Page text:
Blog › Cleveland and its suburbs are not smart growth, says Smart Growth president


Cleveland and its suburbs are not smart growth, says Smart Growth president

Marc Lefkowitz  |  07/26/19 @ 9:00am  |  Posted in Vibrant cities, Transportation choices, NEO Sustainable Communities

Cleveland got more than a few finger wags from the nation's leading smart growth advocate. Cleveland has its “hot spots” of growth that attract new residents. The common bond is their walkability, said Smart Growth America President, Calvin Gladney, speaking at the Cleveland City Club.

<br />Smart Growth America President Calvin Gladney at Cleveland City Club<br />A cyclists on Euclid Avenue which is vibrant and attractive thanks to its 2008 transportation investment that leveraged billions in private investment<br />

Cities that are growing, that have an influx of college educated and immigrant populations are adding walkable, equitable development, Gladney said, adding that Cleveland’s performance in walkable urbanism is just "meh."

Cleveland has plenty to work with, but it isn't picking up on the signal that walkable urbanism is synonymous with growth and profitability, Gladney said. It could start with an examination of how it failed its residents, allowing urban highways to became barriers, such as the W. 25th Street / Shoreway ramp cutting off Lakeview Terrace public housing from the neighborhood.

What can make that historic wrong right is inviting residents of public housing to the table when deciding how to invest in infrastructure, he said, like the Detroit Avenue infrastructure and Flats revitalization, which includes a trail system at the doorstep of Lakeview.

As an aside, the new Cleveland Mobility Imperative study interviews Lakeview Terrace residents about whether they fear being displaced by the new developments at West 25th and Detroit, and the through line was hopefulness—that infrastructure investments will improve their walkability and access to the new amenities in the neighborhood.

Gladney was raised in public housing and relates to Cleveland Mayor Carl Stokes, who grew up in public housing and made the connections between the Cuyahoga River fire and the inequities of a state and federal government in its refusal to seriously reinvest in cities. Gladney called Cleveland’s history—where 60% of people living in the city left for the suburbs since 1950 facilitated by road and highway building increasing by 60%—“not smart growth.”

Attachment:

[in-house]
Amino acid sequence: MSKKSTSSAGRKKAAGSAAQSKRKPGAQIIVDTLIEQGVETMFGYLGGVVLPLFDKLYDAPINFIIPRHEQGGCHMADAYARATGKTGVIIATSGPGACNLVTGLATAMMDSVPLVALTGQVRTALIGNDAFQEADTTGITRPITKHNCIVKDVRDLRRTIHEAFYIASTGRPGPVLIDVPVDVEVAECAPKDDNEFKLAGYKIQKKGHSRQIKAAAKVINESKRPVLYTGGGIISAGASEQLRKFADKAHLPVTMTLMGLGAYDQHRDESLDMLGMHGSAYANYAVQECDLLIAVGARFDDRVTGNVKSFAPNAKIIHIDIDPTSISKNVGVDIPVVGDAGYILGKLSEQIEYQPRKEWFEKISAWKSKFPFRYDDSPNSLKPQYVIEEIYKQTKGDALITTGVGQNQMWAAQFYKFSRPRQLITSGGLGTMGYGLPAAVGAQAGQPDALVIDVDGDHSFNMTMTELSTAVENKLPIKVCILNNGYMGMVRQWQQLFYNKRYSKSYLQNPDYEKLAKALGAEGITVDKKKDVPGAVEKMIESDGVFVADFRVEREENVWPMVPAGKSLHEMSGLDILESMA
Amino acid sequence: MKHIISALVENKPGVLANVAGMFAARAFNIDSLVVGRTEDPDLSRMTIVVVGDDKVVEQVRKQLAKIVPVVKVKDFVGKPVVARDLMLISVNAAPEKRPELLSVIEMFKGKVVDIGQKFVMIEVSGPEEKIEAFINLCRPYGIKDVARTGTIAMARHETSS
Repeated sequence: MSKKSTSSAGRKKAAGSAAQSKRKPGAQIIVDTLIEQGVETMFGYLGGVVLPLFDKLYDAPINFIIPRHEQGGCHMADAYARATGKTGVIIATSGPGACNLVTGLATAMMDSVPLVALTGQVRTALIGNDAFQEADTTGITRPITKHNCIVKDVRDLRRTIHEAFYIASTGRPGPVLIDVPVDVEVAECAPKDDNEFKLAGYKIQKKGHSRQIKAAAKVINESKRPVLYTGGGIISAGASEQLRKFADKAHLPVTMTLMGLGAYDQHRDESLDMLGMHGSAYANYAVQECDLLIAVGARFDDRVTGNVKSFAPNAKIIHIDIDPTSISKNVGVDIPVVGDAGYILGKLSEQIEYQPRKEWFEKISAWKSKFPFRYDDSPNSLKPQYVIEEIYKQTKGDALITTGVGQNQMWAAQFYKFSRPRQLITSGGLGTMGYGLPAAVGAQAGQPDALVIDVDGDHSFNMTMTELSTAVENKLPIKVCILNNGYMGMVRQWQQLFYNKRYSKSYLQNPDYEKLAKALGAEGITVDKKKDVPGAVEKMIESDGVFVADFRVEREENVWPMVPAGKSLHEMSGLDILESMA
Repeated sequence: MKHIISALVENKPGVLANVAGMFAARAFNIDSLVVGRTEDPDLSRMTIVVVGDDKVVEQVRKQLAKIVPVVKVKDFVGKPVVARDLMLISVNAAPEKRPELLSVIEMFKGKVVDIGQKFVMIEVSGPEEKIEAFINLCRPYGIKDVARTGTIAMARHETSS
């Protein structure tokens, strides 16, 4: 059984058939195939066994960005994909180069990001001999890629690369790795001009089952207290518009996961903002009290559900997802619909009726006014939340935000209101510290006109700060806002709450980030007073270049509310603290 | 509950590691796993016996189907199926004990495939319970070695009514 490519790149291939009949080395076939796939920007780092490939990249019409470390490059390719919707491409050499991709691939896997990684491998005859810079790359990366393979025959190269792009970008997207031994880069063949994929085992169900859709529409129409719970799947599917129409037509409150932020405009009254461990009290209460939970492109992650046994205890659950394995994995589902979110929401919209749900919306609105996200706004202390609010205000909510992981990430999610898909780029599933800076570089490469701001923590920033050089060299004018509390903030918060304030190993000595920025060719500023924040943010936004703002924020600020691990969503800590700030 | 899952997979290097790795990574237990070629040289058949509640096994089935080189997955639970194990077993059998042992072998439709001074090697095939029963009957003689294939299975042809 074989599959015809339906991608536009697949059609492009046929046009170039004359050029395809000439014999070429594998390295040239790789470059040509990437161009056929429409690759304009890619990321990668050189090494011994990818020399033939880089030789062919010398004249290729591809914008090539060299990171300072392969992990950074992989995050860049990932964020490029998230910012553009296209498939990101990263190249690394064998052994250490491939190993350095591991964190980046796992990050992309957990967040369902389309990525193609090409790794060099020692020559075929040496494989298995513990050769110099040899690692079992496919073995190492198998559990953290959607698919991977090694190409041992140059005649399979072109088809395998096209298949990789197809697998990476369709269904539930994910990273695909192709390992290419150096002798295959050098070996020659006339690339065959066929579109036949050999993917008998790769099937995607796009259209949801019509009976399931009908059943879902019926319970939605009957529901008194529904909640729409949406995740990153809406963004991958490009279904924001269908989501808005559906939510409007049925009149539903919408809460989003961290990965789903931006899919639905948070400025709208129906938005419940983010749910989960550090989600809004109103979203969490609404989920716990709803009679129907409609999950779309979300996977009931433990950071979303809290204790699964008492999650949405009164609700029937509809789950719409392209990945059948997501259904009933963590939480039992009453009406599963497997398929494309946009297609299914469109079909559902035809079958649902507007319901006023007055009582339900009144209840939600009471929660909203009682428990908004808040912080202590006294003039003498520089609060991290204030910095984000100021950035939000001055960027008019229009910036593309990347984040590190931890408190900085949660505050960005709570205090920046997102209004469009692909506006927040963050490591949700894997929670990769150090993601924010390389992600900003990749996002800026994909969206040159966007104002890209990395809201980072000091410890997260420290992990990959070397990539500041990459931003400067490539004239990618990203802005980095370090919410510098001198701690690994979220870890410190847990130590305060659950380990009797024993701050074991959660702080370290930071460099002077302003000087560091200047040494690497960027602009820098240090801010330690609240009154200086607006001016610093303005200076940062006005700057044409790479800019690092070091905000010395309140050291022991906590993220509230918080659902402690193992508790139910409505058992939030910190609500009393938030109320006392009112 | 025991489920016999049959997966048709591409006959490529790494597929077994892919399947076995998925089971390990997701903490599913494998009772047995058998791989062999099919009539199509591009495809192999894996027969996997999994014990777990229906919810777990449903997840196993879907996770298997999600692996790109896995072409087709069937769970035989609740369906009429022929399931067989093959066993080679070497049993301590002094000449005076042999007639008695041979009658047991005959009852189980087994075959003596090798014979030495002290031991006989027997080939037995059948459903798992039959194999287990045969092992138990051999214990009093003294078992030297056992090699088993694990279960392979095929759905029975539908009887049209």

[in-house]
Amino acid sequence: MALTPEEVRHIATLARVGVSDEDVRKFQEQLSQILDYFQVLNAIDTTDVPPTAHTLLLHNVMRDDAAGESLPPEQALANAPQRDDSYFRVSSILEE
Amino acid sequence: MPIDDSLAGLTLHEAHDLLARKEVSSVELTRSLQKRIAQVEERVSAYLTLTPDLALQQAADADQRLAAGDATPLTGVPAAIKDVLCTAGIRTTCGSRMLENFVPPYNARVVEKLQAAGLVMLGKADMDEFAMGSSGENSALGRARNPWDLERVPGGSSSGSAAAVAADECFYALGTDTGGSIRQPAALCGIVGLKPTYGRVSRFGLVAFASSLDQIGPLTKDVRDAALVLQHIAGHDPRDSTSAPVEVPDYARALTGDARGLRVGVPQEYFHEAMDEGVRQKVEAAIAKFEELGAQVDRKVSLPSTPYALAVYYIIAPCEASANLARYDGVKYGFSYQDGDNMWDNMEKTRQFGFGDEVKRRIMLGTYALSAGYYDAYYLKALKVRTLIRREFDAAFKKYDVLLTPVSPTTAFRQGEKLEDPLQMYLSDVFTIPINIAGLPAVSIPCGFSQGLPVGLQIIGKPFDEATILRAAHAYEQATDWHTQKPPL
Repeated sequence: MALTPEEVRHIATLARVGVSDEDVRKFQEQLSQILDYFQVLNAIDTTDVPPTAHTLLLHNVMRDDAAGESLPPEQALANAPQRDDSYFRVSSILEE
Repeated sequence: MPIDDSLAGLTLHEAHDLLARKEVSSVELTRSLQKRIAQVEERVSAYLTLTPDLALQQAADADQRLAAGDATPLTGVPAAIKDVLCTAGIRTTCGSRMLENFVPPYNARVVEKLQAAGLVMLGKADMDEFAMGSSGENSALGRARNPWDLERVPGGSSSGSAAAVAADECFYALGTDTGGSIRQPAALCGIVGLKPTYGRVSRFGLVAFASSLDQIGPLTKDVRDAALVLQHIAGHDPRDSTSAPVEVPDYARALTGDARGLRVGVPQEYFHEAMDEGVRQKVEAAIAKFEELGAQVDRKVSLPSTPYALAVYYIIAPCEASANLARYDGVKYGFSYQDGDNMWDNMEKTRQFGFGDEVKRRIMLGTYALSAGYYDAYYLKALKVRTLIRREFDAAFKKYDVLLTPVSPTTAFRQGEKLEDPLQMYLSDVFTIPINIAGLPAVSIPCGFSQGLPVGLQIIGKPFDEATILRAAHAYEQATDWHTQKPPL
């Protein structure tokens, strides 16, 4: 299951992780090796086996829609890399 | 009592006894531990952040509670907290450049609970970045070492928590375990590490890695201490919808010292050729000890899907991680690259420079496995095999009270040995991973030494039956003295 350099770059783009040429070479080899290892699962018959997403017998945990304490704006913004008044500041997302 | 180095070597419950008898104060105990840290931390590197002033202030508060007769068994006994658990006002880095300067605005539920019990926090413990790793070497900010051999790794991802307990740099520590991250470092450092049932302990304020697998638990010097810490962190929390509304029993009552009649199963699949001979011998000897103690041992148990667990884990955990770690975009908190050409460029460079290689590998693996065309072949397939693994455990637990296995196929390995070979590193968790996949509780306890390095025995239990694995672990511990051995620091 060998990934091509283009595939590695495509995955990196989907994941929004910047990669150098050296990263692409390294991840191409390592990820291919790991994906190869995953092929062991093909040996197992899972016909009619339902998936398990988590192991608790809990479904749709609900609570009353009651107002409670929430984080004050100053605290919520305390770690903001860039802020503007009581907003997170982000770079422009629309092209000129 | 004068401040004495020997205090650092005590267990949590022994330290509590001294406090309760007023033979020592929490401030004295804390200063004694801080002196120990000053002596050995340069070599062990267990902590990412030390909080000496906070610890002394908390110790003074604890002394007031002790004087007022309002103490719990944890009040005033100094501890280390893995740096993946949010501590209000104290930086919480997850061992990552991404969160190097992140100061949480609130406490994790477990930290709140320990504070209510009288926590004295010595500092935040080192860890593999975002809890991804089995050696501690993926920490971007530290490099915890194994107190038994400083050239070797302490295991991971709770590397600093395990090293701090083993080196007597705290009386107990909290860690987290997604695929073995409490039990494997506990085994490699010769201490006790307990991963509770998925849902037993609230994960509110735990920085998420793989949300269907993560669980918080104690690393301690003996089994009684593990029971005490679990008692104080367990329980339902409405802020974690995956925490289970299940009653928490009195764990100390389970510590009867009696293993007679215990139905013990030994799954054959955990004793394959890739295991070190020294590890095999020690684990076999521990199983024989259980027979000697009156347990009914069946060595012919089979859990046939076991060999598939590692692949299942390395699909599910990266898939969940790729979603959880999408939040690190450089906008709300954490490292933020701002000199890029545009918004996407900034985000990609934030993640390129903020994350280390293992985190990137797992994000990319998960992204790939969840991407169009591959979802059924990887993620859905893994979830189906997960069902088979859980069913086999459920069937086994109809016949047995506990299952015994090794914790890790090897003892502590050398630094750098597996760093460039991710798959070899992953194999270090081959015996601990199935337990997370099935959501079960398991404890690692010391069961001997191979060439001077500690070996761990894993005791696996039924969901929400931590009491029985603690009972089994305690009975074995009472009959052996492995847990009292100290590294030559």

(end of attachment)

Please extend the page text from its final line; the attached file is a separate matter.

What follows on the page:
“Make sure you build where people already are and make it walkable and multi modal,” he advised. “It’s not pro gentrification; it’s anti-displacement. It’s not just nice to live in a pedestrian oriented area. Metrics matter. These places do better. They take over market share.

“Cleveland is not moving in the right direction,” he said. “Are you building in a walkable way and bringing that to other (suburban) locations?"

Smart Growth America, which includes the Complete Streets Coalition and Transportation for America, has transportation equity at its core because, “we have to move away from measuring how fast we can move during rush hour to ‘does my community get those who have suffered from disinvestment where they need to go’. Are communities of color at the table when transportation decisions are being made?

“If you are not thinking about inequities, you are likely to have sub par returns (on investment)” he said, citing a billionaire real estate investor.

The other, often overlooked racial justice issue with highways built in cities — people of color are exposed to 66% more air pollution, he said.

Also, blaming pedestrians who are victims of car crashes points to a systemic failure. Autonomous vehicles are seriously flawed, Gladney added, because their programmers are drivers and didn’t put in algorithms for bikers. They also managed to not account for skin tone so AVs don’t see people of color.

“Racial equity is not a default option. We need to be intentional and include it in every page of a city plan.”

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